The modern economy is a male epic, in which women have found a productive role—but women were not its author
Camille Paglia writes: If men are obsolete, then women will soon be extinct—unless we rush down that ominous Brave New World path where females will clone themselves by parthenogenesis, as famously do Komodo dragons, hammerhead sharks, and pit vipers.
A peevish, grudging rancor against men has been one of the most unpalatable and unjust features of second- and third-wave feminism. Men’s faults, failings and foibles have been seized on and magnified into gruesome bills of indictment. Ideologue professors at our leading universities indoctrinate impressionable undergraduates with carelessly fact-free theories alleging that gender is an arbitrary, oppressive fiction with no basis in biology.
Is it any wonder that so many high-achieving young women, despite all the happy talk about their academic success, find themselves in the early stages of their careers in chronic uncertainty or anxiety about their prospects for an emotionally fulfilled private life? When an educated culture routinely denigrates masculinity and manhood, then women will be perpetually stuck with boys, who have no incentive to mature or to honor their commitments. And without strong men as models to either embrace or (for dissident lesbians) to resist, women will never attain a centered and profound sense of themselves as women.
From my long observation, which predates the sexual revolution, this remains a serious problem afflicting Anglo-American society, with its Puritan residue. InFrance, Italy, Spain, Latin America, and Brazil, in contrast, many ambitious professional women seem to have found a formula for asserting power and authority in the workplace while still projecting sexual allure and even glamor. This is the true feminine mystique, which cannot be taught but flows from an instinctive recognition of sexual differences. In today’s punitive atmosphere of sentimental propaganda about gender, the sexual imagination has understandably fled into the alternate world of online pornography, where the rude but exhilarating forces of primitive nature rollick unconstrained by religious or feminist moralism.
The new paternalism is so nonconfrontational, anti-ideological, and unwilling to claim moral authority that it can hardly be called “paternal.” Let’s call it “maternalism”…
Nancy McDermott looks at the cultural assault on masculinity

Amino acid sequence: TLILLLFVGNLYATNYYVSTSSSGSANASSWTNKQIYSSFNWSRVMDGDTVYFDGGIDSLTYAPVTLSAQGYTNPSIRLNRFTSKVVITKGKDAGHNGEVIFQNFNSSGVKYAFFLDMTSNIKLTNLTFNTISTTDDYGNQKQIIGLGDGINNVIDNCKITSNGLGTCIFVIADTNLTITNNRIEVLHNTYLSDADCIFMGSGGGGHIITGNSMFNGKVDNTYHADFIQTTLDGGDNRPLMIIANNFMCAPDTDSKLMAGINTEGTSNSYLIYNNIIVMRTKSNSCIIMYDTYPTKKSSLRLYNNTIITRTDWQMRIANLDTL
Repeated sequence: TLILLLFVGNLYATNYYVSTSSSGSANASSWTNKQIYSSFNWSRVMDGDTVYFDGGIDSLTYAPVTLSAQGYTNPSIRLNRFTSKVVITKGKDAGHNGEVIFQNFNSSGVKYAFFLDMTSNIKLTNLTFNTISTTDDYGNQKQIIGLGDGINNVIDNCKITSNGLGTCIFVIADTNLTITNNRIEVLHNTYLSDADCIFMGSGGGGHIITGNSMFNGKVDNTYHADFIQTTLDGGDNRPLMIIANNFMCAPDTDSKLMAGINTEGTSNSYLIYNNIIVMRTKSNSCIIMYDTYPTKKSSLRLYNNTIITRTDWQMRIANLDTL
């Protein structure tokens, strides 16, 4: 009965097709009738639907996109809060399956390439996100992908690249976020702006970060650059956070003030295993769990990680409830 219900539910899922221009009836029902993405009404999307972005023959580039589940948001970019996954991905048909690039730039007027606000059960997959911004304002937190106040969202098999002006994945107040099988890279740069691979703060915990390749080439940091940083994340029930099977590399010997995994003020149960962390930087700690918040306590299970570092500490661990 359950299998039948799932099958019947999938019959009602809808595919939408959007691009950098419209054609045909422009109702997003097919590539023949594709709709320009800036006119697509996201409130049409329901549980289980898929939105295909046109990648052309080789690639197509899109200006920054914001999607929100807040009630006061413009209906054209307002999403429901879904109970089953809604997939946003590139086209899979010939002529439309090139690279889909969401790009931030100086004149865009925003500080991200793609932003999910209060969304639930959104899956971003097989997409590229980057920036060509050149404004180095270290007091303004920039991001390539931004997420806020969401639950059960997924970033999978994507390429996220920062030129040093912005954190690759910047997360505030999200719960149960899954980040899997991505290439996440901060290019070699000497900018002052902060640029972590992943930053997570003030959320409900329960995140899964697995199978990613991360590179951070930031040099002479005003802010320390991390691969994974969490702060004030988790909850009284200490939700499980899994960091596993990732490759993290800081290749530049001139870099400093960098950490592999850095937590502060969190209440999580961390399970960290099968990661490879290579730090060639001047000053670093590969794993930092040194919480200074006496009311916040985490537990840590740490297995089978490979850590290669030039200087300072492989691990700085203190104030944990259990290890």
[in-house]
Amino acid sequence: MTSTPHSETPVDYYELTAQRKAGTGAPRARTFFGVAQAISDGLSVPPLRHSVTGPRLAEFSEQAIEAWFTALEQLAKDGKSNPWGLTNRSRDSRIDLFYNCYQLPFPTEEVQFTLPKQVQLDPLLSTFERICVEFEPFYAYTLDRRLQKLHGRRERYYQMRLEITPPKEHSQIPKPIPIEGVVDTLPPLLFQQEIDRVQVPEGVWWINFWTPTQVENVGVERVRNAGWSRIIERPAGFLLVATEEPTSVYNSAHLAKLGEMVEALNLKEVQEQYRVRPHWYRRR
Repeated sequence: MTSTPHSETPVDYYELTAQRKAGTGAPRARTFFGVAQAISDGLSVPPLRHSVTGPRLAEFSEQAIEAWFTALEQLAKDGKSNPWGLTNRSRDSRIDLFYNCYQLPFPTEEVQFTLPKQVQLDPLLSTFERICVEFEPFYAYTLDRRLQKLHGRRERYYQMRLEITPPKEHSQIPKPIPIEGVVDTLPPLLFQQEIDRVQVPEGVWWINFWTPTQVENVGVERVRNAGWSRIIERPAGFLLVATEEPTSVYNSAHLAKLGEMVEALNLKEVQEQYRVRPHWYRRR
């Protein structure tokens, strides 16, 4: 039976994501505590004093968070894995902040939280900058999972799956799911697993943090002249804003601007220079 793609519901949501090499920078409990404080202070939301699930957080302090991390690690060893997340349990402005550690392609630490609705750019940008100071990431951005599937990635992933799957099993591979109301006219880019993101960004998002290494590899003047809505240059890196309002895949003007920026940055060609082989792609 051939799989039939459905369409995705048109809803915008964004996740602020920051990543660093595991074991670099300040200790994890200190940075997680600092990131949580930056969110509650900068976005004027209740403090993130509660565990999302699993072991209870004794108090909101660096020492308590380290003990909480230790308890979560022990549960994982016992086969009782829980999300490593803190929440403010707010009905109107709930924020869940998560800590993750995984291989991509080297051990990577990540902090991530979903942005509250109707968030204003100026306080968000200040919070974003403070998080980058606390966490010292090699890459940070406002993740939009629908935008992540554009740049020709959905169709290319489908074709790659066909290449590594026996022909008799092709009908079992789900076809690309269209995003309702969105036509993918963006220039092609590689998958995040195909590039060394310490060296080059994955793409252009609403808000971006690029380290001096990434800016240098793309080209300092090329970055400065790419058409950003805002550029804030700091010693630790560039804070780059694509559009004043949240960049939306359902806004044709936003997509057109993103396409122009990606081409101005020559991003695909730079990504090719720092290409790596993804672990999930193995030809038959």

‘Nanny and Sammy followed their mother’s instructions without a murmur; indeed, they were overawed. There is a certain uncanny and superhuman quality about all such purely original undertakings as their mother’s was to them. Nanny went back and forth with her light loads, and Sammy tugged with sober energy.’ (From ‘The Revolt of Mother’ by Mary E Wilkins (1)).
“…what we are seeing today is the dismantling of the historic gains of the Enlightenment in the name of The Mother”
The idea for this essay began percolating about a year ago, when I reviewed Hanna Rosin’s The End of Men. She made the case that women are achieving parity with men and even surpassing them in a number of important ways. Although I didn’t quite buy all her explanations, I liked Rosin’s book and was sorry to see so many reviewers dismiss it in what seemed like a rush to reiterate the persistence of women’s oppression. I thought her observations were reasonable, but more importantly they seemed to throw the contours of something else into relief, something beyond gender roles. It was only when I began to look at the question of paternalism that it dawned on me what this might be.
Paternalism has emerged as the dominant form of authoritarianism in our society. Across the world, policymakers are quietly working behind the scenes to save us from ourselves, nudging us towards Jerusalem with smaller fast-food cups, architecture intended to make us climb more stairs, and maternity wards that encourage bonding and breastfeeding. These policies are seldom debated or even noticed. When they are, the routine argument is not whether they are a good idea but how ‘hard’ or openly coercive should they be. Why value autonomy at all when people, left to their own devices, continually make poor choices that foil their aspirations and create a social burden in the process?
Cristina Nehring writes: Last Sunday’s New York Times Book Review is called “Let’s Read About Sex,” and apparently it’s caused a small stir. This is ironic because we’re at a stage in literary debate where the most original thing we could do with sex just might be to shut up about it.
We live at a moment where most lovers would be more ashamed to let on that their sex-style was (gasp!) “vanilla” than that it broke a couple of teeth. Married people are far more likely to feel guilty for not having enough sex than for having too much. “Regular sex is a part of every healthy life-style!” we are told everywhere, often in the same pages that we’re told to eat our vegetables, and by the same parties who instruct us to get cardiovascular exercise. Only the sex advice is more binding than the rest: When we skip out on a gym session or a serving of broccoli we can at least feel a little mischievous, a little naughty. If we skip a serving of sex, we only feel like a big bore, a stick in the mud. And as Ralph Waldo Emerson once said, most people would far rather be considered evil than dull.